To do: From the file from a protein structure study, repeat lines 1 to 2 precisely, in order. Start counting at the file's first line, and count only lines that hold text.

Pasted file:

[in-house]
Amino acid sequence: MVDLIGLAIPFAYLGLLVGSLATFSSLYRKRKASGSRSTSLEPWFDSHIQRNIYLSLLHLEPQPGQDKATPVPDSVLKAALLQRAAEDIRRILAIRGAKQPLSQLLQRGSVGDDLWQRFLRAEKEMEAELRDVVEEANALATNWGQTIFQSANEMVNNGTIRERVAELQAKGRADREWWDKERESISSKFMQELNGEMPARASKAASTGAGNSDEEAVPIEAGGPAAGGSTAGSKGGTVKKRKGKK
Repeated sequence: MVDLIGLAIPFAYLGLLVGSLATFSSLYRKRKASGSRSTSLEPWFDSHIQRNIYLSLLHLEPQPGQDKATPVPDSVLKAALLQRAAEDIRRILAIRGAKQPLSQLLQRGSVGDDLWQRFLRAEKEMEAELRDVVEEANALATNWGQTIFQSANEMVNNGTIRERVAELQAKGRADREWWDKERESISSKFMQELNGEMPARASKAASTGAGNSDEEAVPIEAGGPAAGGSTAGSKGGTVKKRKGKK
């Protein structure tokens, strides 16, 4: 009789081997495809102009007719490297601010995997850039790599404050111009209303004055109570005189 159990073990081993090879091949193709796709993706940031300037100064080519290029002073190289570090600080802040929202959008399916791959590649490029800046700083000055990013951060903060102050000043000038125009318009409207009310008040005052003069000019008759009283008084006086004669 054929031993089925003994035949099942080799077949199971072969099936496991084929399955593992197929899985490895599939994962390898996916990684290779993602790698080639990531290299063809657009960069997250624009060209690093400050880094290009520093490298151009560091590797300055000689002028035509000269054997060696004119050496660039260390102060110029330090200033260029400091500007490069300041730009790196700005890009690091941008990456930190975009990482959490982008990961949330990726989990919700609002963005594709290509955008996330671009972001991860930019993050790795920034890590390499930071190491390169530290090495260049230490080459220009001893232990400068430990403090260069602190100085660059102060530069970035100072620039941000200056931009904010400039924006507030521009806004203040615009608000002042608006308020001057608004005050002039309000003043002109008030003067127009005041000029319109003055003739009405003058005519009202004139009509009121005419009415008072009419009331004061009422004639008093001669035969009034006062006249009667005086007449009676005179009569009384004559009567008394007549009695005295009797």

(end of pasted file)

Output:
[in-house]
Amino acid sequence: MVDLIGLAIPFAYLGLLVGSLATFSSLYRKRKASGSRSTSLEPWFDSHIQRNIYLSLLHLEPQPGQDKATPVPDSVLKAALLQRAAEDIRRILAIRGAKQPLSQLLQRGSVGDDLWQRFLRAEKEMEAELRDVVEEANALATNWGQTIFQSANEMVNNGTIRERVAELQAKGRADREWWDKERESISSKFMQELNGEMPARASKAASTGAGNSDEEAVPIEAGGPAAGGSTAGSKGGTVKKRKGKK